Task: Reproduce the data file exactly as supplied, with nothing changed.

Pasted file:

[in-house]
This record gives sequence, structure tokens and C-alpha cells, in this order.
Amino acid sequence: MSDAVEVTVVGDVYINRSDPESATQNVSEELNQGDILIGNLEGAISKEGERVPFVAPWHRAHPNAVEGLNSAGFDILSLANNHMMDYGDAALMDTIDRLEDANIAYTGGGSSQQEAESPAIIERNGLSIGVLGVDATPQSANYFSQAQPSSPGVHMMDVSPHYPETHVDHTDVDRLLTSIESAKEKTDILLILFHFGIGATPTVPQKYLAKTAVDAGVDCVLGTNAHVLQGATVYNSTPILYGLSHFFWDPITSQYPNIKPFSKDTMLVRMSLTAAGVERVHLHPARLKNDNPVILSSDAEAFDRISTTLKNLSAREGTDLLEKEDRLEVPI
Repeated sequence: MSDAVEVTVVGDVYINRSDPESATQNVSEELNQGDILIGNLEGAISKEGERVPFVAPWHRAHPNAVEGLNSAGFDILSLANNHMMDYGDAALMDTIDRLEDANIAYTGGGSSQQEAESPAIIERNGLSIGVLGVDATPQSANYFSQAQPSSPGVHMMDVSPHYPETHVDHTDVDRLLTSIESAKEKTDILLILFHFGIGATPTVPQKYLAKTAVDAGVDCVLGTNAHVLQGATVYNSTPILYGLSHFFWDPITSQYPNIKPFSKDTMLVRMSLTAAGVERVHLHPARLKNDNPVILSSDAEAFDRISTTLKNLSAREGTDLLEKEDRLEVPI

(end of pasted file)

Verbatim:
[in-house]
This record gives sequence, structure tokens and C-alpha cells, in this order.
Amino acid sequence: MSDAVEVTVVGDVYINRSDPESATQNVSEELNQGDILIGNLEGAISKEGERVPFVAPWHRAHPNAVEGLNSAGFDILSLANNHMMDYGDAALMDTIDRLEDANIAYTGGGSSQQEAESPAIIERNGLSIGVLGVDATPQSANYFSQAQPSSPGVHMMDVSPHYPETHVDHTDVDRLLTSIESAKEKTDILLILFHFGIGATPTVPQKYLAKTAVDAGVDCVLGTNAHVLQGATVYNSTPILYGLSHFFWDPITSQYPNIKPFSKDTMLVRMSLTAAGVERVHLHPARLKNDNPVILSSDAEAFDRISTTLKNLSAREGTDLLEKEDRLEVPI
Repeated sequence: MSDAVEVTVVGDVYINRSDPESATQNVSEELNQGDILIGNLEGAISKEGERVPFVAPWHRAHPNAVEGLNSAGFDILSLANNHMMDYGDAALMDTIDRLEDANIAYTGGGSSQQEAESPAIIERNGLSIGVLGVDATPQSANYFSQAQPSSPGVHMMDVSPHYPETHVDHTDVDRLLTSIESAKEKTDILLILFHFGIGATPTVPQKYLAKTAVDAGVDCVLGTNAHVLQGATVYNSTPILYGLSHFFWDPITSQYPNIKPFSKDTMLVRMSLTAAGVERVHLHPARLKNDNPVILSSDAEAFDRISTTLKNLSAREGTDLLEKEDRLEVPI